Law and Government fail our children

While more children are committing crime, both petty and serious in nature, they are also victims, insist activists, who say they should not be treated like adults or criminals

Law and Government fail our children
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Sanjukta Basu & Amitabh Srivastava

A15-year-old boy in a Okhla school stabbed his senior, a 17-year-old-boy, to death reportedly after the latter abused his mother. Delhi ranks first among 19 Indian cities in juvenile crimes, reveals the latest NCRB data. Serious crime committed by children has been on the rise.

In December 2017 a 16-year-old boy was held for murdering his mother and sister with scissors and a pizza cutter because he was scolded and beaten up at home. The same year murder of 7-year-old Pradyuman Thakur by a 16-year-old senior at the Ryan International School in Gurugram had shocked the capital.

At the national level a total of 29,768 cases were registered against minors during 2020 and 35,352 children were apprehended. A staggering 10% of them were in Delhi.

Even more alarmingly, crimes for which children were arrested included murder, rape, sexual offences, assaults on women with intent to outrage modesty, attempt to murder, attempt to commit culpable homicide, kidnappings and abductions.

Sampurna Behura, Director – Strategic Litigation at Bachpan Bachao Andolan says, “We no longer call them ‘juvenile delinquents’ but ‘children in conflict with law’. You have to acknowledge that these children are themselves victims and not criminals.

“TV News media, newspapers and the internet are full of viral content of sexual harassment, lynching and graphic details of sexual crime. Children are impressionable and are influenced by peer groups. Lack of attention from parents is also impacting,” she added.

On the situation in Delhi, she says, “Delhi government needs to ensure timely disbursement of funds, develop a robust rehabilitation plan, increase funding and invest in building a pool of dedicated counsellors to help the children with mental health, provide scholarship and sustenance allowance, seed funding for projects children may want to take up on attaining adulthood and so on.” Such provisions exist in law, she points out, but are seldom implemented or implemented well.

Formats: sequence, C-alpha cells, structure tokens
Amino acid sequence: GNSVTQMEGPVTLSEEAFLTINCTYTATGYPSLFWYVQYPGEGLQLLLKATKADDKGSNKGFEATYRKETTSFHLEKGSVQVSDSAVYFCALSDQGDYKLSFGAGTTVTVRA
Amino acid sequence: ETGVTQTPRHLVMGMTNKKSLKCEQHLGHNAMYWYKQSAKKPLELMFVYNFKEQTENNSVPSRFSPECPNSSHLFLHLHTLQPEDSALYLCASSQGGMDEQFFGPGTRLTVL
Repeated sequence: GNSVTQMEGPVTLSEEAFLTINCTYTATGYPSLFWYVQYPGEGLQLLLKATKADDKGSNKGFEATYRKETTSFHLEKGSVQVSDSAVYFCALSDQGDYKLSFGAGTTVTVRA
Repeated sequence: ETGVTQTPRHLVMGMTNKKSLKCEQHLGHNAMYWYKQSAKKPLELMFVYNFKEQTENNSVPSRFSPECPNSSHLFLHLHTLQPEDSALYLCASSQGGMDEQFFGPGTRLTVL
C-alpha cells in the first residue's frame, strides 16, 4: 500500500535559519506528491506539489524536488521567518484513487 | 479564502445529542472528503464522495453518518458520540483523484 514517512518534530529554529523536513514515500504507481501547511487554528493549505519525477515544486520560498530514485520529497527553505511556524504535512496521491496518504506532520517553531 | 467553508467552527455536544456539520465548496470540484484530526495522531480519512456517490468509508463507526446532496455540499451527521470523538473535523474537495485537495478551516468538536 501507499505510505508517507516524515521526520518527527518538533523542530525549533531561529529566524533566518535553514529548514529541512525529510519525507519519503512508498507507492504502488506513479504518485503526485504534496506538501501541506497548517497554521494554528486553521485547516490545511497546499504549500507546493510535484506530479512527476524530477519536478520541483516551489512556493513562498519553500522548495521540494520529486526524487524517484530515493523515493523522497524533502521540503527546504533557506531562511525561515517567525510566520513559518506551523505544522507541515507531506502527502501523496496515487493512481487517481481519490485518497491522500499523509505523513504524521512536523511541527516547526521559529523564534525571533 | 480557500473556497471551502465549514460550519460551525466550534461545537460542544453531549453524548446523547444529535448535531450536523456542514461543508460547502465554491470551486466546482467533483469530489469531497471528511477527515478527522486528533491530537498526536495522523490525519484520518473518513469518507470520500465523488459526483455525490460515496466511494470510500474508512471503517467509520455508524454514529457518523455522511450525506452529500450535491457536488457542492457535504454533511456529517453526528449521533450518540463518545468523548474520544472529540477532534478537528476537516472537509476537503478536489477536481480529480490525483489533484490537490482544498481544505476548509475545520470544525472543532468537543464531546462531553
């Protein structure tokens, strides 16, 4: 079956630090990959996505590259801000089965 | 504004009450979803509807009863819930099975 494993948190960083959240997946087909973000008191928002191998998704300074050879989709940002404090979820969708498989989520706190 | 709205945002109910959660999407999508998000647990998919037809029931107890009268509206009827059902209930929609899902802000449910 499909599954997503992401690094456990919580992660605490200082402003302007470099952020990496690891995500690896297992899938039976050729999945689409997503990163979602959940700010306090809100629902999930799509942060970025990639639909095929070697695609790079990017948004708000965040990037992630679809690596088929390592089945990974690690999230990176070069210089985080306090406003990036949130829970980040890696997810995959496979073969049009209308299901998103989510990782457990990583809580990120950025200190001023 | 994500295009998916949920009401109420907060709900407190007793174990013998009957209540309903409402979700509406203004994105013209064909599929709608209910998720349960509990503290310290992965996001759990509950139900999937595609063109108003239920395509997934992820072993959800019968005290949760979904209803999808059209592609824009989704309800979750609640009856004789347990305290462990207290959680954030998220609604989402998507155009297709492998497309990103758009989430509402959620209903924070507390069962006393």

While children from marginalized communities and economically weaker classes are prone to commit crime because of poverty and the social environment they grow up in, even upper-class urban children are not entirely immune.


Lowering the legal age of ‘children’ has not acted as a deterrent, says child rights NGO Save The Children. “We keep on lowering the age and denying children a chance at reforming themselves by trying them as adults. It’s not wise to keep on blaming juveniles for crime. It is time to invest in making our juvenile justice system work strongly,” the NGO had stated in a statement.

Children who come in conflict with the law must be ensured speedy justice; otherwise, they tend to get frustrated and turn again towards crime, say activists.

As many as 1,320 children, held on petty offences and whose cases were pending before the Juvenile Justice Boards in Delhi for over a year, have now been freed following a Delhi High Court order.

Noting that such pending cases had registered a 44% increase during the pandemic, the High Court observed that the law required them to be produced before Juvenile Justice Boards within four to six months.

Petty offences, according to the JJ Act, include trespassing, possession/ receipt of stolen property, theft, pornography, passing lewd comments etc. The court was clear that freeing the children would not absolve the Government of its responsibility to rehabilitate them.

DCPCR Chairman Anurag Kundu admitted that children accused of petty offences faced stigma and discrimination; schools don’t want to keep them and detention had an adverse impact on their mental health. Shashank Shekhar, Advocate Supreme Court and a former member of the DCPCR pointed out that the children should have been released after six months because the cases against them automatically collapsed if they were not produced before the Board within six months.

Dr Shobha Gupta, founder president of NGO Sampoorna says there are good government schemes on paper but states and district administrations were not serious about rehabilitation.

“In my 27 years with Sampoorna, I have found that once a child leaves home for the street, he does not want to go back home. He starts enjoying his freedom. Those who are forcibly sent home, find they are unwelcome because they are one among four or five siblings. In children’s homes they dislike the food, rules and routine.”


There are no juvenile courts in smaller towns. Every district does not have a Children’s Home or a JJB in the country. And the overworked police do not have time to check the age of children before taking them into custody. “They do not carry their birth certificates or ID proof, you know,” says a policeman wryly

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